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This article in CS

  1. Vol. 26 No. 1, p. 58-61
    Received: Dec 17, 1984

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Selection for Tolerance to Frequent Cutting Regimes in Alfalfa1

  1. F. Veronesi,
  2. A. Mariani,
  3. M. Falcinelli and
  4. S. Arcioni2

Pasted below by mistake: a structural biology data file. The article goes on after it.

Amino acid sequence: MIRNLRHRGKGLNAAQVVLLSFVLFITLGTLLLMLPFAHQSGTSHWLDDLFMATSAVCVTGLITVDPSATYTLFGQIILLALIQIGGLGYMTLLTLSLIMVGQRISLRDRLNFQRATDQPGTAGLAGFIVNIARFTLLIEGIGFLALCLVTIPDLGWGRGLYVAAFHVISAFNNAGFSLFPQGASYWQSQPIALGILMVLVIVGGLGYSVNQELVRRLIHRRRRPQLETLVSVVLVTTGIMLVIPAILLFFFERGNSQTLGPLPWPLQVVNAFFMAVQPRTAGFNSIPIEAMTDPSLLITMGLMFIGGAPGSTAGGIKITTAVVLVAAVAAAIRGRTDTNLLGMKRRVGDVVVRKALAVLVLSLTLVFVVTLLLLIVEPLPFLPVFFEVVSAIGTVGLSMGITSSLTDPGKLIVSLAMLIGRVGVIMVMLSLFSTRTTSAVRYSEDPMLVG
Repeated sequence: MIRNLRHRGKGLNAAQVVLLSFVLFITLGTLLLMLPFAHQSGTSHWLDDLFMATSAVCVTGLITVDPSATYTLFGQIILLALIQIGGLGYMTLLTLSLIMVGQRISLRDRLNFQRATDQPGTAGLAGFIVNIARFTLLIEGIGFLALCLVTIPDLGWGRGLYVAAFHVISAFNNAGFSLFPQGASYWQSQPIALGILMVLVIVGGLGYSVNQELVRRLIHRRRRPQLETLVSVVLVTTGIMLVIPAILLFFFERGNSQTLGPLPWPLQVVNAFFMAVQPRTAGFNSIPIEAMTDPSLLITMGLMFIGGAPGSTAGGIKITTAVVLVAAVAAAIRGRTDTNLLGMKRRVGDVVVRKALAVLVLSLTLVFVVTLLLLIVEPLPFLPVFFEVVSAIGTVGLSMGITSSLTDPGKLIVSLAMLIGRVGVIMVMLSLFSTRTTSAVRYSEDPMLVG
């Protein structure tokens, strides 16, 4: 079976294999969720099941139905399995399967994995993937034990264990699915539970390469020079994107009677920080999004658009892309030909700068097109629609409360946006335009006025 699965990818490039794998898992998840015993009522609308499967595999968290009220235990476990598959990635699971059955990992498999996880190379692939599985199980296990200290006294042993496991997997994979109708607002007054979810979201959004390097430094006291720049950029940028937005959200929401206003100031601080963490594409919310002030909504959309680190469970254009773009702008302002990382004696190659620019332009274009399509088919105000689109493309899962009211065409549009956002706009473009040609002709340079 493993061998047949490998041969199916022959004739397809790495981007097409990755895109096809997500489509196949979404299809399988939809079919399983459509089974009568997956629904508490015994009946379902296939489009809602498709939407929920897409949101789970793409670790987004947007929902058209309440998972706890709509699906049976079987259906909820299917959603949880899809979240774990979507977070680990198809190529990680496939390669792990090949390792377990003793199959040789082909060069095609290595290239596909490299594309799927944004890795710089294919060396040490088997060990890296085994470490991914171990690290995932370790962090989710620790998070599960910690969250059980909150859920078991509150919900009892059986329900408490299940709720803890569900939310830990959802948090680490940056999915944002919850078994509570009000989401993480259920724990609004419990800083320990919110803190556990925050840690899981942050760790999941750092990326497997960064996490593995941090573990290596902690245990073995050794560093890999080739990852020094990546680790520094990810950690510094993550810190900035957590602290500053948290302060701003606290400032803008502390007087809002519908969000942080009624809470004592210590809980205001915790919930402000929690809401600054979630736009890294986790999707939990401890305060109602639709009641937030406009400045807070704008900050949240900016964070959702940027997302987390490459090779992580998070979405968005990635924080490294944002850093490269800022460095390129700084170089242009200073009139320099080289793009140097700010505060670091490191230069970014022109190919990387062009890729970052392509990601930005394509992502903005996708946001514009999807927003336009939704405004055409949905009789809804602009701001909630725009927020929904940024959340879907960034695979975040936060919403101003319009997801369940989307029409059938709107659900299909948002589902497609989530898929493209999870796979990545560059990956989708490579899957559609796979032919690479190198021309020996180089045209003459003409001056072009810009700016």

A study was conducted on alfalfa (Medicago sativa L.) to evaluate the effects of two cycles of phenotypic recurrent selection for tolerance to frequent harvest on persistence, dry matter, and crude protein yield. One hundred and eight clones (72 from selected and 36 from control materials) were established in plant nursery in April 1982. An experimental design was used, which subjected the 108 clones to the following harvest treatments during 1983 and 1984 growing seasons: very frequent (14 cuts from April 1983 to September 1984); frequent (12 cuts from April 1983 to September 1984); and infrequent (9 cuts from May 1983 to September 1984). The results can be summarized as follows: i) selection increased persistence of alfalfa materials and both dry matter and crude protein yield within each harvest treatment; ii) the selected materials, even if more persistent and productive than the controls, showed a depression in dry matter and crude protein yield when submitted to frequent and very frequent harvest treatments compared to the infrequent harvest treatment. In general, the selection for tolerance to frequent cutting regimes seems more suitable for improving the average persistence of alfalfa than in synthetizing new cultivars able to overcome the decrease in yield potentialities connected to the increase of harvest frequency.

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